RIO GRANDE VALLEY, Texas — Clouds of butterflies are swirling thru the Rio Grande Valley as recent rains have spurred luxuriant flowering and triggered an extraordinary emergence of butterflies.
Butterflies thrive on nectar and lay their eggs on plants so that the larvae will have something to eat after hatching. Abundant rainfall from Hurricane Hanna several weeks ago produced plentiful plant growth, which provided a bonanza of food for butterflies to prosper.
Within a week of the drenching rains, ebony trees were among the first to respond with prolific blooms. After just a few days, the ebony flowers vanished, and cenizo or purple sage took center stage with lavish displays throughout the chaparral.
Next up anaqua and anacahuita or Wild olive burst forth, and as if on cue hundreds of thousands of butterflies appeared for the flowery feast.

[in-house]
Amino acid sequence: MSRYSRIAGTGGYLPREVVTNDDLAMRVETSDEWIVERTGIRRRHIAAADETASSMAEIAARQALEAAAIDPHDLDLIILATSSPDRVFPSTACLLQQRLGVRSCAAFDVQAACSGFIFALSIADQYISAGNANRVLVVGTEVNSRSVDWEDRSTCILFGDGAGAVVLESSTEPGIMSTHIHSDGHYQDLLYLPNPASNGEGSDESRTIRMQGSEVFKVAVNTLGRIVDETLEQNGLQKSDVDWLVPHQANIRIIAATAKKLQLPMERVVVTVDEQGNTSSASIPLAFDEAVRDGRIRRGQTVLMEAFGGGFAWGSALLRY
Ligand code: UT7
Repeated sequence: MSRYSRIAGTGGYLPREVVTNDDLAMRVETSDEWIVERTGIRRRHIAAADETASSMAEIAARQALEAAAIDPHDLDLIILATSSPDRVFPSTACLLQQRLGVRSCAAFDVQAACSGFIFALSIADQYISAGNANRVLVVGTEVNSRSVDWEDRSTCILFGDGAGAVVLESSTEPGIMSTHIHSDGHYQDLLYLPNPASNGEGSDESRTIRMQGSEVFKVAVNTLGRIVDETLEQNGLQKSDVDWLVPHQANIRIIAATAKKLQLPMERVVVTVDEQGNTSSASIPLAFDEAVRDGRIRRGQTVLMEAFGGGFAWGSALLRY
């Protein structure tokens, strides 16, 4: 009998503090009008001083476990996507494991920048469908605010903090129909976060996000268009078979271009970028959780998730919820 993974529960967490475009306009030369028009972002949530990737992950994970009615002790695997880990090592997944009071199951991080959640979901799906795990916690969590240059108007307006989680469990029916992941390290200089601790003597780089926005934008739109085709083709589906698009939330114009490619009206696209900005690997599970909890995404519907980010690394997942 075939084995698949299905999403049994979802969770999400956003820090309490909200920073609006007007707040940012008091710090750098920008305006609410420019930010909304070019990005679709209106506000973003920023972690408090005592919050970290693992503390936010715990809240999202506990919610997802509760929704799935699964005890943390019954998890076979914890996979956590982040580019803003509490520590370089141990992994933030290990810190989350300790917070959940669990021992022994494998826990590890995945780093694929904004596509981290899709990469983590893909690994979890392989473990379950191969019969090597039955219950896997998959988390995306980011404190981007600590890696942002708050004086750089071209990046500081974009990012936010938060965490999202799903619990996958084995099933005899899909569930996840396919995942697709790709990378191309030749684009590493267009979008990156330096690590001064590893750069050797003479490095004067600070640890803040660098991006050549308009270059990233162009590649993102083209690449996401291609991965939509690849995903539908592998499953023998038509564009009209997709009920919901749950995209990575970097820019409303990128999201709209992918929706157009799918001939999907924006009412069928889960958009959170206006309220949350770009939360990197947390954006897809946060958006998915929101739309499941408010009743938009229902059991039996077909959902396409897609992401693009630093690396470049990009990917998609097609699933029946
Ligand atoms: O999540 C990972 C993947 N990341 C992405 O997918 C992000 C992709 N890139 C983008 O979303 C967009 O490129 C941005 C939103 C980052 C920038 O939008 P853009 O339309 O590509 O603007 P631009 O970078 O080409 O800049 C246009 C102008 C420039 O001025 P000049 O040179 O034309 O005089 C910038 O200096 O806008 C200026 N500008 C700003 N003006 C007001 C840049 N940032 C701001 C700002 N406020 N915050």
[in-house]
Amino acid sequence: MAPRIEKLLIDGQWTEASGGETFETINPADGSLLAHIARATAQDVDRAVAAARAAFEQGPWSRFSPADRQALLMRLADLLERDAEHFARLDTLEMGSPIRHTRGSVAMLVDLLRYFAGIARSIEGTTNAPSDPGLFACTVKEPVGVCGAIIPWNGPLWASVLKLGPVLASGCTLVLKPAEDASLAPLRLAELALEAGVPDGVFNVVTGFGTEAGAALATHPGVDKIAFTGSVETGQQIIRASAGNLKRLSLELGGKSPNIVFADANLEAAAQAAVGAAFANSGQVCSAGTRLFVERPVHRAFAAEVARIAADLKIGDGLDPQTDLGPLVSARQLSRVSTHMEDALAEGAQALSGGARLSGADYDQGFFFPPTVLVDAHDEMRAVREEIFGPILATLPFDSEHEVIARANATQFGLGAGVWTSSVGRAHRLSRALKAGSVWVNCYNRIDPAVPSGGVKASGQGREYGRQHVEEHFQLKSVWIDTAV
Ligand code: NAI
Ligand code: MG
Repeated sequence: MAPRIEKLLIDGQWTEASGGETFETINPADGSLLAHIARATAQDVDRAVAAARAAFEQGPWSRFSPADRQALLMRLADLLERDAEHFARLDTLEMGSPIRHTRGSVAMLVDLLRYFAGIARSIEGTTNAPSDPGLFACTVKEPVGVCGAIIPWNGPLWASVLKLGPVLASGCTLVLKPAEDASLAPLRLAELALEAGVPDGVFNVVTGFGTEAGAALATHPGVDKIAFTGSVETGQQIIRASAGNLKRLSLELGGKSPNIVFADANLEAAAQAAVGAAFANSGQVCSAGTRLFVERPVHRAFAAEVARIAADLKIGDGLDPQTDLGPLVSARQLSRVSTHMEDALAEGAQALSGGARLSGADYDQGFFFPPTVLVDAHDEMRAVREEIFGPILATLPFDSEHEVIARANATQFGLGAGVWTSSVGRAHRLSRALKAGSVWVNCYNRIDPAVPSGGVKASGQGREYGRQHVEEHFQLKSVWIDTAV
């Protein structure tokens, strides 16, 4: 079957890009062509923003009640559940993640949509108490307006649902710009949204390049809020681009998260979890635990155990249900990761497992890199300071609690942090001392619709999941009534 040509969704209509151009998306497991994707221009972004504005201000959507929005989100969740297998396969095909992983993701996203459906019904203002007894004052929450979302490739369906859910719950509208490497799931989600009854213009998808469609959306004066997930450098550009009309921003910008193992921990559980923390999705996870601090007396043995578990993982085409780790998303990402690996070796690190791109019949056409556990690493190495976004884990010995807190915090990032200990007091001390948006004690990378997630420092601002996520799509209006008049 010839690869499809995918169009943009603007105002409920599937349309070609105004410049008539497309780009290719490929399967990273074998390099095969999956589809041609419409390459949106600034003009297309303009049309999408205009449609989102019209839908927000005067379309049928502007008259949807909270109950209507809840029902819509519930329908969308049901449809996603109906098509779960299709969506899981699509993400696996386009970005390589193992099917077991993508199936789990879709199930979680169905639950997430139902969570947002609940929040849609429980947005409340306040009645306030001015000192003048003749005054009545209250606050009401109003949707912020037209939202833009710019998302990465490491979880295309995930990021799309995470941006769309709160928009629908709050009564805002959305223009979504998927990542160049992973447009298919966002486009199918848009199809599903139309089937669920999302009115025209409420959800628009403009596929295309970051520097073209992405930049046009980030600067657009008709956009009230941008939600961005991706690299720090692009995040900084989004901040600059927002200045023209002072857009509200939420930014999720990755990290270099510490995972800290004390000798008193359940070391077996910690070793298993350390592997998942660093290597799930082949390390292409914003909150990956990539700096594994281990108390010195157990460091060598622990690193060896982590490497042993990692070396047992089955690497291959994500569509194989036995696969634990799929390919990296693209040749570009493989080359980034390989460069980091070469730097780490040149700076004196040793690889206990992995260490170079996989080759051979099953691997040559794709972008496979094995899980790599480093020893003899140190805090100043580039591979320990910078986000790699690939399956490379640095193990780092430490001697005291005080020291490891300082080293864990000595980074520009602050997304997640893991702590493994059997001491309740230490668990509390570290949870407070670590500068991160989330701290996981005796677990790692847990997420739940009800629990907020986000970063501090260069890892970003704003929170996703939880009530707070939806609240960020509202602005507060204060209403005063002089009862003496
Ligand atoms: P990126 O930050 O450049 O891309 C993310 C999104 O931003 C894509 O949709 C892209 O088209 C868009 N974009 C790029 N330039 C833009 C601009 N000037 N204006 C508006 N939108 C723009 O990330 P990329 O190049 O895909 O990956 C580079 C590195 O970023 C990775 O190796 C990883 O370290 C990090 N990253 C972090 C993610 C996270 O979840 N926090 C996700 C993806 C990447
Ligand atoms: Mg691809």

This blooming crucillo appears to quiver with hundreds of snout butterflies breakfasting on enchantingly fragrant delicate white flowers.
Even the ground in certain places hosts hordes of butterflies as they seek nutrients from the soil.
Nature has programmed a fascinating succession of flowering following soaking rains, as native trees cede to lavish spreads of lantana and a variety of flowering forbs.
A sheltered sendero reveals myriad rich orange blooms of lantana glittering with morning dew. Queen butterflies flock to the flowery offering, as do Gulf fritillaries opening and closing their wings in rhythmic symmetry while nectaring on blossoms of similar hue to their glistening wings.
Perched nearby is a tropical leafwing that appears content to leisurely bask in the sun before lifting off to join the morning breakfast club.
It is a wonderful time of year to enjoy the South Texas outdoors, and you do not have to travel to distant wildlands to appreciate bountiful blooms and butterflies as you can enjoy them right in your own backyard.